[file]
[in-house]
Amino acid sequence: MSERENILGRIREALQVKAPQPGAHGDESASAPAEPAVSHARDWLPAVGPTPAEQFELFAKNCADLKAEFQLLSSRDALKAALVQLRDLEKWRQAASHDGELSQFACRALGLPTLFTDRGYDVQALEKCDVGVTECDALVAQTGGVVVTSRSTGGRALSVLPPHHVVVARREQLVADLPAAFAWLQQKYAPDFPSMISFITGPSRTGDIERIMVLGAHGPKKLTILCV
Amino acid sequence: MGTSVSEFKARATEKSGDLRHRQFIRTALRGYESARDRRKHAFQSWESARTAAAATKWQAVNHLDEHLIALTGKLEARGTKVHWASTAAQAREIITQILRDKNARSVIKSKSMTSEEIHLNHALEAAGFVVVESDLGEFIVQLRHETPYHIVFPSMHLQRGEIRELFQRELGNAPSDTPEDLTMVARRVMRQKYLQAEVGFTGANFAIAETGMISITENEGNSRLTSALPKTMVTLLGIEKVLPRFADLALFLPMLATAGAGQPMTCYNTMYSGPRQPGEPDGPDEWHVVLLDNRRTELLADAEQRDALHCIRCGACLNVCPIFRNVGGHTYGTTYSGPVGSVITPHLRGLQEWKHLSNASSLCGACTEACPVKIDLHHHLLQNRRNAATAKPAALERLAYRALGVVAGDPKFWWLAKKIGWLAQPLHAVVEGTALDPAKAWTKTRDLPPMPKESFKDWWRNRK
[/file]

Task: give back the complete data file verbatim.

[in-house]
Amino acid sequence: MSERENILGRIREALQVKAPQPGAHGDESASAPAEPAVSHARDWLPAVGPTPAEQFELFAKNCADLKAEFQLLSSRDALKAALVQLRDLEKWRQAASHDGELSQFACRALGLPTLFTDRGYDVQALEKCDVGVTECDALVAQTGGVVVTSRSTGGRALSVLPPHHVVVARREQLVADLPAAFAWLQQKYAPDFPSMISFITGPSRTGDIERIMVLGAHGPKKLTILCV
Amino acid sequence: MGTSVSEFKARATEKSGDLRHRQFIRTALRGYESARDRRKHAFQSWESARTAAAATKWQAVNHLDEHLIALTGKLEARGTKVHWASTAAQAREIITQILRDKNARSVIKSKSMTSEEIHLNHALEAAGFVVVESDLGEFIVQLRHETPYHIVFPSMHLQRGEIRELFQRELGNAPSDTPEDLTMVARRVMRQKYLQAEVGFTGANFAIAETGMISITENEGNSRLTSALPKTMVTLLGIEKVLPRFADLALFLPMLATAGAGQPMTCYNTMYSGPRQPGEPDGPDEWHVVLLDNRRTELLADAEQRDALHCIRCGACLNVCPIFRNVGGHTYGTTYSGPVGSVITPHLRGLQEWKHLSNASSLCGACTEACPVKIDLHHHLLQNRRNAATAKPAALERLAYRALGVVAGDPKFWWLAKKIGWLAQPLHAVVEGTALDPAKAWTKTRDLPPMPKESFKDWWRNRK